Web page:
The Irwin-Hall Distribution

A while ago I came across this problem from Stanford’s Putnam seminar:

Two points are independently selected uniformly at random from a line of length {b}. What is the probability that they are at least a distance {a} apart, where {b > a}? (Putnam 1961 B2)

This problem has a very neat solution which exploits what I find to be a rather clever technique. We put the line on a coordinate system and say it runs from {0} to {b}. Let {X_1} be the coordinate of the first point and {X_2} be the coordinate of the second, where {X_1} and {X_2} are random variables which are clearly uniformly distributed. Now draw the unit square, as in the following diagram [1]:


The shaded region represents the area in which the points are at least {a} apart. It has area {2(\tfrac{1}{2}(b-a)^2) = (b-a)^2}, so the probability the two points are at least {a} apart is simply {\tfrac{(b-a)^2}{b^2}}.

This trick can be applied to a whole host of problems. As far as I can tell the only requirement is that we are sampling from uniform distributions. One somewhat classic problem is to find the probability density function of a random variable {Y = X_1 + X_2} where {X_1, X_2 \sim U(0,1)}. By the same trick we can compute the CDF of {Y}, we just need to split it into cases:


The CDF is therefore {F_Y(s) = \tfrac{s^2}{2}} when {0 < s < 1} and {F_Y(s) = 1 - \tfrac{s^2}{2}} when {1 < s < 2}. Differentiating gives us the triangular distribution {f_Y(s) = s} when {0 < s < 1} and {f_Y(s) = -s} when {1 < s < 2}.

Looking at the last post I thought an interesting idea would be to generalize this to {n} uniform random variables. This is of course a solved problem: the density function is known as the Irwin-Hall distribution. I wanted to take a run at it from our high-dimensional geometry perspective, since we can apply the same idea as above to the unit cube in {n} dimensions to compute the CDF of Irwin-Hall.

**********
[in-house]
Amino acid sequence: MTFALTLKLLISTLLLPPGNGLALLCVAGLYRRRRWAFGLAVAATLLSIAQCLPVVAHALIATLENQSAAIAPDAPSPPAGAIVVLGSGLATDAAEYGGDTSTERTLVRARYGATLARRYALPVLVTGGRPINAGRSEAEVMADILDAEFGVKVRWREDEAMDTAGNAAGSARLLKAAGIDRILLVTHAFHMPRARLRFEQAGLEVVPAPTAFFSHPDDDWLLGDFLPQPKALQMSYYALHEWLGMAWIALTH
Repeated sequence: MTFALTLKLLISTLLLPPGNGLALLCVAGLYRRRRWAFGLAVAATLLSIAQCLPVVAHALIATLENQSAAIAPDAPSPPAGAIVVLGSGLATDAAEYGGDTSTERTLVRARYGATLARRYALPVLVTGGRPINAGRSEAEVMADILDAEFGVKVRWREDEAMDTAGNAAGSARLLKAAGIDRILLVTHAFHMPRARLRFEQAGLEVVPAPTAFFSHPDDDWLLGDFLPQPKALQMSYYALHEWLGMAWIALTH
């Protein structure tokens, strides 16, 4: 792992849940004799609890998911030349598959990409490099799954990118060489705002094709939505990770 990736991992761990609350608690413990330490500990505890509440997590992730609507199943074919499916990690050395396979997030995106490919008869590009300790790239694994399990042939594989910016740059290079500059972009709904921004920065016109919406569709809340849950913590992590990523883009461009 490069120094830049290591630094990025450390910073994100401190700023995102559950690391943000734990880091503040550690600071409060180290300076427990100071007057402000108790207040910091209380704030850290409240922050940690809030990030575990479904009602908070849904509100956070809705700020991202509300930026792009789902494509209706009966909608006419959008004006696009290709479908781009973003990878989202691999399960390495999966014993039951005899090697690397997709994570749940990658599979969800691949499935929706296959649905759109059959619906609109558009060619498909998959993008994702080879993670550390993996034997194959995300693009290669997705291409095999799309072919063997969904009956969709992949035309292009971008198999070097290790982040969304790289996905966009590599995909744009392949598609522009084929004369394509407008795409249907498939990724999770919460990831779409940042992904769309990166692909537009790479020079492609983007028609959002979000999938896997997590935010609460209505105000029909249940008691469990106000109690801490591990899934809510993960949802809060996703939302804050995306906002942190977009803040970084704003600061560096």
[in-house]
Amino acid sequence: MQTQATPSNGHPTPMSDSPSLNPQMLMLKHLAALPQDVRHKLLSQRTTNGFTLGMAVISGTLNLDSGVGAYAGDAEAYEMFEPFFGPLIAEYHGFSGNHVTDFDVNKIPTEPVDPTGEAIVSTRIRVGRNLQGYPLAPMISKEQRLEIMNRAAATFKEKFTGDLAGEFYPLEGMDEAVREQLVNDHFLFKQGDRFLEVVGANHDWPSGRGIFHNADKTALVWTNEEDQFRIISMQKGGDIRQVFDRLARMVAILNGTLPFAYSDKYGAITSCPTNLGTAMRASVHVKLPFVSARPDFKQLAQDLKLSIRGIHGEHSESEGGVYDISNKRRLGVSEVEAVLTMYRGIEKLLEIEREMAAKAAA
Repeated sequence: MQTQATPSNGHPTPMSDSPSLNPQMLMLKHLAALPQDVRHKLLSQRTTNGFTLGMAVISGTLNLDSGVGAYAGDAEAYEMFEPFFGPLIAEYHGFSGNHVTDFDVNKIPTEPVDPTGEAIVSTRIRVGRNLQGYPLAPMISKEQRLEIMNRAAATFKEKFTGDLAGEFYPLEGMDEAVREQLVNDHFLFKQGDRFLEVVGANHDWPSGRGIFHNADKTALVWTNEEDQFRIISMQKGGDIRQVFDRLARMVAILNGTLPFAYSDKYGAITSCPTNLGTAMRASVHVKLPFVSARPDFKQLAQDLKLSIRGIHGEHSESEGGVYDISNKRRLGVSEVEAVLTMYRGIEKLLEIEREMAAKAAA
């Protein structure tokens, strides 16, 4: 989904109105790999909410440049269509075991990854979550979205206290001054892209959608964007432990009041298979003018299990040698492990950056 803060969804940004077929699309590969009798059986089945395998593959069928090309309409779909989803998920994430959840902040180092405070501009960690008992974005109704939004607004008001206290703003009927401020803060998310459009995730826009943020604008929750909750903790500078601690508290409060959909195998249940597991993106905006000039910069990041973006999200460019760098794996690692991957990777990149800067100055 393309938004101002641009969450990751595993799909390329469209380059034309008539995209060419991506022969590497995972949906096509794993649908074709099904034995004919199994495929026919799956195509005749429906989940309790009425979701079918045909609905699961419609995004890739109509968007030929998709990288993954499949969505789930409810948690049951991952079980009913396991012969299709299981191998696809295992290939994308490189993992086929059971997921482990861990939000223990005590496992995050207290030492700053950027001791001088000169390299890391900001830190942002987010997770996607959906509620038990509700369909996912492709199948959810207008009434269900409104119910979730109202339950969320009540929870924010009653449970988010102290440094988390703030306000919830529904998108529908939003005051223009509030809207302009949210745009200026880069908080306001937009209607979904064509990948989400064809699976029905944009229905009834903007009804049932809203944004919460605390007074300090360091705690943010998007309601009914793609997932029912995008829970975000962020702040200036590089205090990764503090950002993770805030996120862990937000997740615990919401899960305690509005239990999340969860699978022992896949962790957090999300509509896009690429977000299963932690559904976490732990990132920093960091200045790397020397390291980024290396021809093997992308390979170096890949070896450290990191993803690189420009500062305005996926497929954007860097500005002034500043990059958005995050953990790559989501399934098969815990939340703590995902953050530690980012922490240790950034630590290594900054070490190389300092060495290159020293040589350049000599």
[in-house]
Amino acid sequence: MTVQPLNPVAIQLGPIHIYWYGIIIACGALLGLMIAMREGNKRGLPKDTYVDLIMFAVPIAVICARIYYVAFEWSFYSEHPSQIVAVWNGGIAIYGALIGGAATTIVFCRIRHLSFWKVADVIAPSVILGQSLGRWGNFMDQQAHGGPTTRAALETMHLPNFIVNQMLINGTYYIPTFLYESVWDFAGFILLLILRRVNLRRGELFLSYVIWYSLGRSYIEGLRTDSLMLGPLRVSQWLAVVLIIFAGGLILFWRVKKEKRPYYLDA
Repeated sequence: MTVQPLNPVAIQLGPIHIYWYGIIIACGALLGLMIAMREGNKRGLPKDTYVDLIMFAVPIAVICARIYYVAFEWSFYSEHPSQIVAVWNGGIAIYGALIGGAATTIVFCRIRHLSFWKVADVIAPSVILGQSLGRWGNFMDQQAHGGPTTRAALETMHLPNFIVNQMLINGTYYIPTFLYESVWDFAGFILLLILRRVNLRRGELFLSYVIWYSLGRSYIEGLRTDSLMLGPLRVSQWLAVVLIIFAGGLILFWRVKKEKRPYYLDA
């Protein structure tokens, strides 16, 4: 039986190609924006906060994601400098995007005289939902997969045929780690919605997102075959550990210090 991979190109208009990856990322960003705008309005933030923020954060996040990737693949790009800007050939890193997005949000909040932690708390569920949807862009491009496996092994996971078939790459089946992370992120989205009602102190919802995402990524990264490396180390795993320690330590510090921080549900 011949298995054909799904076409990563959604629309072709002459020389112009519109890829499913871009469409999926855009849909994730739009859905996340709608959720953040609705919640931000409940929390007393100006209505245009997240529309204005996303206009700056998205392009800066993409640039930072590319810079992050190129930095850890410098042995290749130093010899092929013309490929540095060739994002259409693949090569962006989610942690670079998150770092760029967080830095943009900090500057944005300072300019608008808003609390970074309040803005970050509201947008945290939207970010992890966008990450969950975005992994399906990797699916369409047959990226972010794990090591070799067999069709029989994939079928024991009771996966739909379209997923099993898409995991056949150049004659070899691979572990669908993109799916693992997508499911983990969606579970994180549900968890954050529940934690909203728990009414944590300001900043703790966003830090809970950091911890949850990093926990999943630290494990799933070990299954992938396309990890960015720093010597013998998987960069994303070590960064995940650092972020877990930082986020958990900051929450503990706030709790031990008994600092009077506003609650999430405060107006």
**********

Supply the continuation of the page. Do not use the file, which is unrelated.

Before we attack this we need to know how to compute the volume of the standard {n}-simplex, or the volume of the set {\{\vec{x} | \sum{x_i} < 1\}} where the {x_i}s are nonnegative. We’ll follow the explanation given in [2]. First let’s consider the simplex in {\mathbb{R}^n} defined by {(1,0,\cdots,0), (1,1,0,\cdots,0), \cdots, (1,1,\cdots,1)} and the origin. This is just the set {\{\vec{x} | 1 \geq x_1 \geq x_2 \cdots \geq x_n \geq 0\}}. We can fit exactly {n!} of these in the unit cube since there are {n!} such orderings and each point in the unit cube is in one of these simplices (I’m fudging some issues with the boundaries but it should be fine I think). Thus the original simplex has volume {\tfrac{1}{n!}}. We can map this simplex to the standard simplex by the transformation {y_n = x_n; y_{n-1} = x_n + x_{n-1}; \cdots; y_1 = y_n + y_{n-1} + \cdots + y_1}. This is a transformation with determinant one so the volume remains unchanged, so the volume of the standard simplex is {\tfrac{1}{n!}}.

I drew some pictures of the three dimensional case since some interesting things happen there. We’re keeping track of the volume underneath the plane {x_1 + x_2 + x_3 = s} that’s contained within the unit cube. Similar to the two-dimensional case, our function will be piecewise since it changes when it hits vertices of the cube. First our simplex increases at an obvious rate, maintaining a volume of {\tfrac{s^3}{3!}}. It looks kind of like this:


Then the function changes when {s} passes {1}. The way we compute the new volume is by taking the volume of the red simplex and subtracting out the volume of the blue simplices (outlined in the following figure), which gives us {\tfrac{s^3}{n!} - \binom{3}{1}\tfrac{(s-1)^3}{n!}}.


Finally the function changes for a last time when {s} passes {2}. We could just compute the volume of the missing simplex and subtract that from one, but we’ll try a method that works a little more generally. Note that the blue simplices have overlapped to form new simplices which are outlined in green below. Our method of computation is to take the red simplex, subtract out the blue simplices, and then add back in the green simplices. It’s basically inclusion-exclusion. This gives us {\tfrac{s^3}{n!} - \binom{3}{1}\tfrac{(s-1)^3}{n!} + \binom{3}{2}\tfrac{(s-2)^3}{3!}}.


This appears to generalize in a fairly simple manner. Note that our function changes based on the integer part of {s}. The first piece of our function is naturally just {\tfrac{s^n}{n!}}. When {s} hits {1}, the plane hits exactly {\binom{n}{1}} vertices (more precisely it hits {(1,0,\cdots,0) \cdots (0,\cdots,1)}). Our volume computation then requires that we subtract out the newly formed simplices. These have side length {s-1} and there are exactly {\binom{n}{1}} of them, since one forms at each vertex.